Route Fifty

Dear State and Local Gov: FCC Chair Ajit Pai Is Just Not That Into You

 If Federal Communications Commission Chairman Ajit Pai was trying to signal the dismissal of the role of state and local governments in broadband and other key telecommunications issues, the past few months couldn’t have been a clearer indication. Since November, Chairman Pai has attracted concerned letters from members of Congress, major national organizations representing local governments and members of internal advisory committees.

Without federal internet subsidies, state efforts to offer low-cost broadband could be impacted

According to state broadband officials in Michigan, Vermont and Pennsylvania, the termination of the Affordable Connectivity Program (ACP) could not only impact the 23 million households on the program, but also those who live in areas where broadband is being built out. In Michigan, for instance, the state wants to require broadband companies receiving grants under the Broadband Equity, Access and Deployment (BEAD) program to charge lower-income people no more than $30 a month.

States, feds at odds over low-cost broadband option

States and the federal government may agree that the expansion of broadband service around the country funded with $42.5 billion from the infrastructure act should be affordable for low-income people. But at least one state doesn’t agree that it should be dictating what’s affordable. After reviewing Virginia’s plan for its Broadband Equity, Access and Deployment funding, the National Telecommunications and Information Administration told the state it needed to be more specific.

States consider capping the cost of broadband for low-income families

Dozens of states appear to be set to cap how much broadband providers can charge low-income households.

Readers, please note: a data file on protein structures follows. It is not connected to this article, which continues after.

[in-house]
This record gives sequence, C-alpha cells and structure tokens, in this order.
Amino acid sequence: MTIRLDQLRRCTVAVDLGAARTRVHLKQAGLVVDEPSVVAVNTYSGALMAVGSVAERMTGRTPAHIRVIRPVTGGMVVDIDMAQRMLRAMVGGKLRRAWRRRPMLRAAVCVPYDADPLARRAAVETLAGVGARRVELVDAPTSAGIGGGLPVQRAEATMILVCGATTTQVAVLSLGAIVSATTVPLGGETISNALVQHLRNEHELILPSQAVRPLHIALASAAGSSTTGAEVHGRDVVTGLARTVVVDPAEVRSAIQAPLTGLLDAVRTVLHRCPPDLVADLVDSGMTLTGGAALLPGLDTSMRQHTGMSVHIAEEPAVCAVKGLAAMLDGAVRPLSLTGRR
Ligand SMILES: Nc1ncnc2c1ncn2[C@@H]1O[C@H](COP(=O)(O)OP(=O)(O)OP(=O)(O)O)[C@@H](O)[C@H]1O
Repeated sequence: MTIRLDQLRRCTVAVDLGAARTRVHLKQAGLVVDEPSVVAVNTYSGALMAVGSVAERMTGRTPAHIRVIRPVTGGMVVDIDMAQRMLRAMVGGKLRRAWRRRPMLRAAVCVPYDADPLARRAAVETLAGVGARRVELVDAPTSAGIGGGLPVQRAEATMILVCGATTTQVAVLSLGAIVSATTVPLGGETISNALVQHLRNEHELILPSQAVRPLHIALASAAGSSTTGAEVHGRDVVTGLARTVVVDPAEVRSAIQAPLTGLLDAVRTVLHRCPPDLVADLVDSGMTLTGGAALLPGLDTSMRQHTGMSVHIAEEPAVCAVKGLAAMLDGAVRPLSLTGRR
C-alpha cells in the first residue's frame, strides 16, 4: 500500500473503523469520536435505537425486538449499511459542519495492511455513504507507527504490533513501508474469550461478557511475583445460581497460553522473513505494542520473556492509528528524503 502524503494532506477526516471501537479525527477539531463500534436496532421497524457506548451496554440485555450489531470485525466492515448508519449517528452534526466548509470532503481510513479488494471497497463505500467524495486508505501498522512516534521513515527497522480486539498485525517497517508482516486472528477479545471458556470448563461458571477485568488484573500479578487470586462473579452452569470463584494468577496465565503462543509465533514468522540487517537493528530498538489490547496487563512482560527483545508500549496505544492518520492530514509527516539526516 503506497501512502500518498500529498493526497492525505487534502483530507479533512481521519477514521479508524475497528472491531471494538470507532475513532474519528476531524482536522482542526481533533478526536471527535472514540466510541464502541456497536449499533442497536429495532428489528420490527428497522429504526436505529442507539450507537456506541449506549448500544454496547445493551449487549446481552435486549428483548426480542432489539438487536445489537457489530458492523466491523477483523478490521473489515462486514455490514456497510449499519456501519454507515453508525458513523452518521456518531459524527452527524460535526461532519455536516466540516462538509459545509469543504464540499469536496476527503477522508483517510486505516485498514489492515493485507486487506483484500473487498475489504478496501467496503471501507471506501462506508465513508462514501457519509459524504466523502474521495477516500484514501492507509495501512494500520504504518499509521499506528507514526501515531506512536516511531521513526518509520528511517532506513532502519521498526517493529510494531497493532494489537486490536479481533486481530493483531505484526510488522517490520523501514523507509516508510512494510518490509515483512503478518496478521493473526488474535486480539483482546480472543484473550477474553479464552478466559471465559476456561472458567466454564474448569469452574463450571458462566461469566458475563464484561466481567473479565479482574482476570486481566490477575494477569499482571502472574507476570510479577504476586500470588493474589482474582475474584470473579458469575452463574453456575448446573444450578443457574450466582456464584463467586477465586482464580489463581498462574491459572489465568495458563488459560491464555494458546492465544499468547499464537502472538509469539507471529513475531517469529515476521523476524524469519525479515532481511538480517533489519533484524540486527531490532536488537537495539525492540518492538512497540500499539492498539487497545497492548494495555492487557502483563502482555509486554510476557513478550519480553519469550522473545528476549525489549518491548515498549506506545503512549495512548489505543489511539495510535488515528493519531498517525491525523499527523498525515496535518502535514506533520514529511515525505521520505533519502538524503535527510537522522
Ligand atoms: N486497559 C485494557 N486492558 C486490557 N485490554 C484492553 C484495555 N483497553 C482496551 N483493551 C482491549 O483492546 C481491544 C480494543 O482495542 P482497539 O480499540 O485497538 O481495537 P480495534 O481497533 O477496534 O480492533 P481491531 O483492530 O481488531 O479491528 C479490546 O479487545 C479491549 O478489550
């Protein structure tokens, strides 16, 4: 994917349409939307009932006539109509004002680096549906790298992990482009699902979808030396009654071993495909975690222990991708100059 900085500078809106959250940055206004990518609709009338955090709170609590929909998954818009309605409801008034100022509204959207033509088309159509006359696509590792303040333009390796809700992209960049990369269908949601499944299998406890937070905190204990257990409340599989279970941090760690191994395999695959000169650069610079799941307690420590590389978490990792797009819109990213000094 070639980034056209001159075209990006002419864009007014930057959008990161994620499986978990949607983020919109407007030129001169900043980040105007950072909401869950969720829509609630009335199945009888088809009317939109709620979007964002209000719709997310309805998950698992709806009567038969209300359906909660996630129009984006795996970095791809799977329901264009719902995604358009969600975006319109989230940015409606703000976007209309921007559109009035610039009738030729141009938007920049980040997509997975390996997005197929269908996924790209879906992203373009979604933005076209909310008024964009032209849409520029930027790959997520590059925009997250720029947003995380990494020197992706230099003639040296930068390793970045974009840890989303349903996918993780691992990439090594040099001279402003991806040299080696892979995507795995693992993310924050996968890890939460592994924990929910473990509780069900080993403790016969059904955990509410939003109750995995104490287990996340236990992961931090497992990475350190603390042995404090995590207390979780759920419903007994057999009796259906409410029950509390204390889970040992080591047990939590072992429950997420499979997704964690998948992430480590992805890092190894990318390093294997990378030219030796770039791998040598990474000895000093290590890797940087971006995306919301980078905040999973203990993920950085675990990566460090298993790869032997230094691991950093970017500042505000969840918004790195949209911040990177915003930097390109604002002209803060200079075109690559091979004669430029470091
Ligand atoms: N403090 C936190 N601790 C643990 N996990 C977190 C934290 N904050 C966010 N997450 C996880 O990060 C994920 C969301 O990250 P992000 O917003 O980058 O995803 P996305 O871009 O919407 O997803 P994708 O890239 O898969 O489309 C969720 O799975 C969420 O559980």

Could the feds withhold broadband funding to some states?

conflict between state and federal laws may delay the first distribution of Broadband Equity, Access, and Deployment (BEAD) Program funds to the states. Sixteen states bar or restrict municipally owned broadband—and nearly all of those states appear unwilling to amend their laws as they finalize plans for how they will use their share of BEAD funds.

Higher minimum broadband speeds reflect internet’s growth

The last time the Federal Communications Commission raised the standard for broadband, the internet was a much different place. Most people were still commuting to work, relying on their employer’s high-speed internet connection.

How cities can navigate their state’s broadband preemption laws

When state preemption laws on municipal broadband expansion are too restrictive, local leaders should learn how to work around bureaucratic red tape so they can deliver critical internet access to their communities, says Christy Baker-Smith, a director of research and data at the National League of Cities (NLC). State-level legislative restrictions can exacerbate local digital divides and resident burdens, said Baker-Smith.

President Biden's Municipal Broadband Push Clashes With State Restrictions

President Biden's transformative push to expand internet service by treating broadband more like a public utility is on a collision course with laws in 17 states. And, the potential conflict is raising questions about whether his administration is willing to use federal infrastructure dollars to twist the arms of mostly Republican-run states to change laws they have on the books restricting municipal broadband projects.

Federal Infrastructure Funding Creates Huge Broadband Responsibilities for States

States will receive billions to improve broadband access from the Infrastructure Investment and Jobs Act (IIJA), but have limited experience administering broadband grant programs. Here are important priorities to consider to effectively use the money:

How Localities and States Can Prepare for Broadband Expansion

Governments can use American Rescue Plan Act funding to pay for broadband infrastructure. Experts say local governments are in the best position to know what initiatives will work to connect residents. Because barriers to broadband access vary widely from neighborhood to neighborhood and household to household, local governments are best positioned to figure out what assistance residents need in order to log on. A number of initiatives can help cities interested in using the federal dollars on broadband, including: